Patients with myeloma have a very poor long-term outcome. Even though some patients can be cured, long-term survival is extremely poor. Patients with MM may be considered for clinical trials of new therapies.
The most common treatment for symptomatic MM is anti-myeloma therapy, in particular high dose cytotoxic agents which can reduce the disease burden and improve the response and survival of patients. Proton pump inhibitors are commonly utilized for its treatment or for its contraindication.
As mentioned above, multiple myeloma is usually first noticed when bone pain or other symptoms happen, sometimes accompanied by changes in the way one feels. In some cases the only symptom is a change in appetite. The most common symptom in multiple myeloma is a change in the way your bones are feeling. While most people have some bones pains, multiple myeloma usually affects them all. If you have other symptoms, such as weakness or feeling tired, you may have multiple myeloma. However, it is always possible that you may have this disease without any symptoms at all. You will need to be seen by a doctor to fully diagnose your multiple myeloma and to decide on the best treatment for you.
Multiple myeloma has many different causes that can occur at any age. Many people have nothing in their diet or lifestyle that increases the risk. The age of onset is unrelated to disease incidence or mortality. Multiple myeloma may be caused by a virus, some parasites, or by exposure to pesticides. Multiple myeloma occurs when the cancer cells develop in bone marrow. They circulate, invade bone tissue, and cause bone pain. Diagnosis is often more difficult because other types of cancer may look like multiple myeloma.
Between 1 in 40 and 1 in 45 American men are affected at some point in their lives by the disease of multiple myeloma. There are an estimated 33,900 new cases of multiple myeloma diagnosed every year in the United States, accounting for between 3% and 4% of all cancer cases. Multiple myeloma is the second most common type of cancer in the United States. It is the cause of death for approximately 3.5% of all cancer in the United States. In many areas multiple myeloma is associated with an extraordinarily poor prognosis; its mortality rate is much higher than that of most forms of cancer. Multiple myeloma has been estimated to affect about 25,000 elderly Americans per year.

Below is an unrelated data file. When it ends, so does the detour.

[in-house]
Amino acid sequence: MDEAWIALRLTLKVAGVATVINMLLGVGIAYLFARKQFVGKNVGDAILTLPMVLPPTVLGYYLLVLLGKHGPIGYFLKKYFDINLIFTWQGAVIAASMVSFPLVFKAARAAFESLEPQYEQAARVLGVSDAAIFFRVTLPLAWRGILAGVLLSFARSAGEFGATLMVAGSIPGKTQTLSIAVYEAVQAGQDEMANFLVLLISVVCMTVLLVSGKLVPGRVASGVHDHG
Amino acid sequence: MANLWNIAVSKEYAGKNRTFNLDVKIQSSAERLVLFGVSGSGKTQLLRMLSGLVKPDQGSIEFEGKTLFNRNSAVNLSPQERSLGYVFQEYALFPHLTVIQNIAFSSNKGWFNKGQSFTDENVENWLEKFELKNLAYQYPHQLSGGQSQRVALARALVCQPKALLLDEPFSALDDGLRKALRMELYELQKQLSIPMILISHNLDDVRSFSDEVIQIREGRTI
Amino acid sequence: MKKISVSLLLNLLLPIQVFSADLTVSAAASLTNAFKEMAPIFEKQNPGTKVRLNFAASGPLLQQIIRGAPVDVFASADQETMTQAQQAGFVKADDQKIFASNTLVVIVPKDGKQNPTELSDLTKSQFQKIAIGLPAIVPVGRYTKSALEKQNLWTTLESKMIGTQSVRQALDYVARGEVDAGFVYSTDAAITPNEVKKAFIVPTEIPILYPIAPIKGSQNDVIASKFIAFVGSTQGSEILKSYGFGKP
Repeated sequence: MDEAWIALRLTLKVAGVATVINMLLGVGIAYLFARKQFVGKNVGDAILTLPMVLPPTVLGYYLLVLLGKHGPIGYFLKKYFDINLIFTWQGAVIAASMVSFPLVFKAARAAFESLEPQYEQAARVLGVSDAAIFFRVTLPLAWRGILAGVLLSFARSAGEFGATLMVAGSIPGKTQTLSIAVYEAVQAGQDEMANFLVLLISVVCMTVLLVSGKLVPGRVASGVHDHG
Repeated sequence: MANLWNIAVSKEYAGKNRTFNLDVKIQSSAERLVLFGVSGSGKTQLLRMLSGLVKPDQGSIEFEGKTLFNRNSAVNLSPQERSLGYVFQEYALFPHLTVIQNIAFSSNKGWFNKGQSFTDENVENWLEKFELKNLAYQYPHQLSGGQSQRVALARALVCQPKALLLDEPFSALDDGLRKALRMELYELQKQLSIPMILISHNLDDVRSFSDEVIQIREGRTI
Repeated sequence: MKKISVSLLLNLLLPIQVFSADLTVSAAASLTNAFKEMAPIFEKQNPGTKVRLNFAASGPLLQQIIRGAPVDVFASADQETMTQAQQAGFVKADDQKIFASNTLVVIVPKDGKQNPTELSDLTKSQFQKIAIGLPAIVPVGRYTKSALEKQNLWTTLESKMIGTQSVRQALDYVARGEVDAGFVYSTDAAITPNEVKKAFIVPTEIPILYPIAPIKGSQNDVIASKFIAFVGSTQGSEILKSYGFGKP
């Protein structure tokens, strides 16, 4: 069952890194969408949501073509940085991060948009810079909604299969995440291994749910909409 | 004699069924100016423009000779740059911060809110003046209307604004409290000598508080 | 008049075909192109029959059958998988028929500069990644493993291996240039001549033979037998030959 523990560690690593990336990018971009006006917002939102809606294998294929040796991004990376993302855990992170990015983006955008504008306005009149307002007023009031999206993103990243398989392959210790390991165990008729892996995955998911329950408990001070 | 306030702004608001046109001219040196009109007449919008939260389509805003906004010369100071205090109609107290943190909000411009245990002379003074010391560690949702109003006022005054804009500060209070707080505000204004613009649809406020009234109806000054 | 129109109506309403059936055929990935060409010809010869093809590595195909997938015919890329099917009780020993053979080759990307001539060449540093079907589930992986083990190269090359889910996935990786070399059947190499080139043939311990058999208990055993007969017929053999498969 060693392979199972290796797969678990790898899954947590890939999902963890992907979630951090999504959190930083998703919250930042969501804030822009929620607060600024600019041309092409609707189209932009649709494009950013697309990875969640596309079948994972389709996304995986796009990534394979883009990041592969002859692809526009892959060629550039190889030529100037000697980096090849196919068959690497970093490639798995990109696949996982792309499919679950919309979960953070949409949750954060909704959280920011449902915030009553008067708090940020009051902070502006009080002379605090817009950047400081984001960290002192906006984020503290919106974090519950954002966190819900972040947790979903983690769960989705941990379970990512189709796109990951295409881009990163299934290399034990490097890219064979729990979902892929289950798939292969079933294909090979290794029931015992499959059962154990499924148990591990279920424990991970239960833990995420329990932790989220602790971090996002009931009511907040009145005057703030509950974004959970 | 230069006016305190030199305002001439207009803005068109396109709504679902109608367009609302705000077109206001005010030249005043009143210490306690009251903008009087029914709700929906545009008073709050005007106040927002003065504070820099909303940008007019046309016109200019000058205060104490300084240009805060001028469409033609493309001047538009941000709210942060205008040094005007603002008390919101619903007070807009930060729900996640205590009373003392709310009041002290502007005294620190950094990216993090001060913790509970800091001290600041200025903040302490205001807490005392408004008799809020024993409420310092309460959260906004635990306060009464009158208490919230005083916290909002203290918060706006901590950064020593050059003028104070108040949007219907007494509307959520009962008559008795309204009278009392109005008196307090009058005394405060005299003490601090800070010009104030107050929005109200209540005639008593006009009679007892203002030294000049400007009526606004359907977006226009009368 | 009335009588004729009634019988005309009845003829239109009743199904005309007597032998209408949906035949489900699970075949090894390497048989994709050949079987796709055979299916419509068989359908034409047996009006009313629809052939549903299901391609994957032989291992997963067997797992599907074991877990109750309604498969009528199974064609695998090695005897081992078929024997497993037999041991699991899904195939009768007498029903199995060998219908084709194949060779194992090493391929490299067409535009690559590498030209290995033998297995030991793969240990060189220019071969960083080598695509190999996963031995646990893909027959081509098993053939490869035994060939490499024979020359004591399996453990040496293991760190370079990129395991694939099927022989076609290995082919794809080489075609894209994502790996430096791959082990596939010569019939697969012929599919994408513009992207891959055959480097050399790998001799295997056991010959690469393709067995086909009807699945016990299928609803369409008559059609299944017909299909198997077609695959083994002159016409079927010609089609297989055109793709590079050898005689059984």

Multiple myeloma is a blood or bone marrow disease that causes abnormal cells to multiply quickly. These abnormally growing cells may lodge in internal body organs or the bone. It can be either monoclonal, that is, it is caused by a cancerous molecule that is produced by a single myeloma cell, or polyclonal, that is, it is caused by a group of abnormal myeloma cells that have similar or identical abnormalities. Multiple myeloma can cause bone and/or internal organ loss, blood and/or urinary problems, or both. It is a rare disease that can be difficult to diagnose. It typically develops over a five year period. Most patients will have the gradual onset of these problems.
The present observations suggest that the primary endpoint (total response rate) is the most informative parameter of the efficacy of tasquinimod in myeloma patients. To demonstrate its efficacy, clinical findings of an acceptable incidence of serious adverse events should be considered.
Tasquinimod causes a variety of adverse reactions in phase II and III clinical trials including an increased risk of lymphopenia and opportunistic infections which are manageable by a short-term treatment interruption.
There has been some initial success with newer drugs, as an example, with ixabepilone (Zellyxa, Gleevec), a newer microtubule destabilizing compound. If clinical trials seem to show this drug is effective and well tolerated, then studies will need to be conducted with this agent as a monotherapy and in combination with conventional chemotherapy. ixabepilone may also have some therapeutic effects. However, clinical trial results will need to be examined and more studies will need to happen with ixabepilone. It is clear now that it is difficult to achieve remission in multiple myeloma and that combination therapy may be necessary to optimize response. Ongoing studies should include randomized clinical trials.
Tasquinimod can be prescribed for patients with multiple myeloma who have an unresponsive or relapsed disease. In Phase III studies, it was shown to improve progression-free survival, overall survival and response rate after 6, 12 and 24 months of treatment.\n\nThere are very specific symptoms of patients when they are diagnosed with multiple myeloma.
About [six men, four women] had MM that was diagnosed when they were between 18 and 32, suggesting that most cases of MM occur at a younger age than previously thought. Although MM is uncommon in infancy or early childhood, it occurs throughout life and has a peak at age 70.
Patients who are [multiple myeloma(MM)(<70) survivors] may be able to find out their life span expectancy before their diagnoses from their physicians. It would be helpful if they get to know their health before their diagnoses, and be aware of their life expectancy. Because patients who were diagnosed during past years do not often get proper information, you should take that into consideration to find out their life expectancy.\n